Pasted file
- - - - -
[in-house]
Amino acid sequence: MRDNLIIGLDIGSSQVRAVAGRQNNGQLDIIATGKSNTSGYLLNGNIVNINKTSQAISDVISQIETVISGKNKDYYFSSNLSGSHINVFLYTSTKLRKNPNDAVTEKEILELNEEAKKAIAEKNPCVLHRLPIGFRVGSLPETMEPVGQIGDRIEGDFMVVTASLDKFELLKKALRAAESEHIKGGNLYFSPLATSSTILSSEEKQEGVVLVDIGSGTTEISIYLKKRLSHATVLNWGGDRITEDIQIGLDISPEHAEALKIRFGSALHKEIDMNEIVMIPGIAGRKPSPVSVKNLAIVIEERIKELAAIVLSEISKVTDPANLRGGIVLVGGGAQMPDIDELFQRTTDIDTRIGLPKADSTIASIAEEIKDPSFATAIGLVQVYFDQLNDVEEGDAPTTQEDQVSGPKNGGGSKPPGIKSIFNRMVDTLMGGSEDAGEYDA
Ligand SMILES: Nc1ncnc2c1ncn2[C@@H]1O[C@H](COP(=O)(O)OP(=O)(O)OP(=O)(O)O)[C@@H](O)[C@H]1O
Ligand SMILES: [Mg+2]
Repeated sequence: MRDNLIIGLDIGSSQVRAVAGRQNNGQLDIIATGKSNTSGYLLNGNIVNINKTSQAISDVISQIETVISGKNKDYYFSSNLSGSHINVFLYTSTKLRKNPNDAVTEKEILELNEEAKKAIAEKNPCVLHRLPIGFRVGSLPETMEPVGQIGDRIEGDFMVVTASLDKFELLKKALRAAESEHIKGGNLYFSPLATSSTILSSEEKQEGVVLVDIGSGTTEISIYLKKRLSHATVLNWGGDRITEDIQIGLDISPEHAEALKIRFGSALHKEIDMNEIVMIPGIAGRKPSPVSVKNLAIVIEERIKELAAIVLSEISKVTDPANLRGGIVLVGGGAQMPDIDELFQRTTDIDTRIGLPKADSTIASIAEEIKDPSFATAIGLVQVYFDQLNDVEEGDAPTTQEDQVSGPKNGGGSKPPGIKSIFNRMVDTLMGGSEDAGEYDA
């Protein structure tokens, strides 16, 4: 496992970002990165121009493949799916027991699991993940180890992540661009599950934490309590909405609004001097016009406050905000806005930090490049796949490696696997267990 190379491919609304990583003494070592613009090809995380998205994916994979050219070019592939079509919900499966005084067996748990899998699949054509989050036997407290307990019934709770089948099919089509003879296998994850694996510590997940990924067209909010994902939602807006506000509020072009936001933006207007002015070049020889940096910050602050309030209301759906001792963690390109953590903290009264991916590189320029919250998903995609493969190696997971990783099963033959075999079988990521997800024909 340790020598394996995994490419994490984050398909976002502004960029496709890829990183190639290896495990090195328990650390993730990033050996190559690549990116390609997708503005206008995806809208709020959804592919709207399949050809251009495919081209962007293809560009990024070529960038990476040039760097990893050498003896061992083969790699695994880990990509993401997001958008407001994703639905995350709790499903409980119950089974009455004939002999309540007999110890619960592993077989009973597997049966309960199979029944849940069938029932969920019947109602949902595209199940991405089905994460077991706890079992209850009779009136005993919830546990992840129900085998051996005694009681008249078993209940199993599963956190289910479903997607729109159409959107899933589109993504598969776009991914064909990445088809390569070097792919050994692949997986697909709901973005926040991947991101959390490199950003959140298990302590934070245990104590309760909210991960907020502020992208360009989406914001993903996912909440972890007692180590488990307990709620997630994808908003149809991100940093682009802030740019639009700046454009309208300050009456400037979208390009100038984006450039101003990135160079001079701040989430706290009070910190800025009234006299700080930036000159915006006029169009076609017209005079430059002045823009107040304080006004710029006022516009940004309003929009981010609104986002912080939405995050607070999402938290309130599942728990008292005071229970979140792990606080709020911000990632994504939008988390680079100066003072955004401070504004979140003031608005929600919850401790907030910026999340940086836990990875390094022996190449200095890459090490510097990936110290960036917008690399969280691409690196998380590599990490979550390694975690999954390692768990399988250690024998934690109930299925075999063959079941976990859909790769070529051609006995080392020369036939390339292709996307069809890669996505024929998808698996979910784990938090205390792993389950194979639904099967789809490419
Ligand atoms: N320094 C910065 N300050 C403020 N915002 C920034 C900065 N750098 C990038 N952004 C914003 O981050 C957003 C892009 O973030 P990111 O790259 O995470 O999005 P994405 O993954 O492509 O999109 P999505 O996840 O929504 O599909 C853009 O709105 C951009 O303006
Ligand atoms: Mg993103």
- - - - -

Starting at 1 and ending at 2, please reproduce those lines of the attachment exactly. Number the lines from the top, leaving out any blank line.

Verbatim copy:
[in-house]
Amino acid sequence: MRDNLIIGLDIGSSQVRAVAGRQNNGQLDIIATGKSNTSGYLLNGNIVNINKTSQAISDVISQIETVISGKNKDYYFSSNLSGSHINVFLYTSTKLRKNPNDAVTEKEILELNEEAKKAIAEKNPCVLHRLPIGFRVGSLPETMEPVGQIGDRIEGDFMVVTASLDKFELLKKALRAAESEHIKGGNLYFSPLATSSTILSSEEKQEGVVLVDIGSGTTEISIYLKKRLSHATVLNWGGDRITEDIQIGLDISPEHAEALKIRFGSALHKEIDMNEIVMIPGIAGRKPSPVSVKNLAIVIEERIKELAAIVLSEISKVTDPANLRGGIVLVGGGAQMPDIDELFQRTTDIDTRIGLPKADSTIASIAEEIKDPSFATAIGLVQVYFDQLNDVEEGDAPTTQEDQVSGPKNGGGSKPPGIKSIFNRMVDTLMGGSEDAGEYDA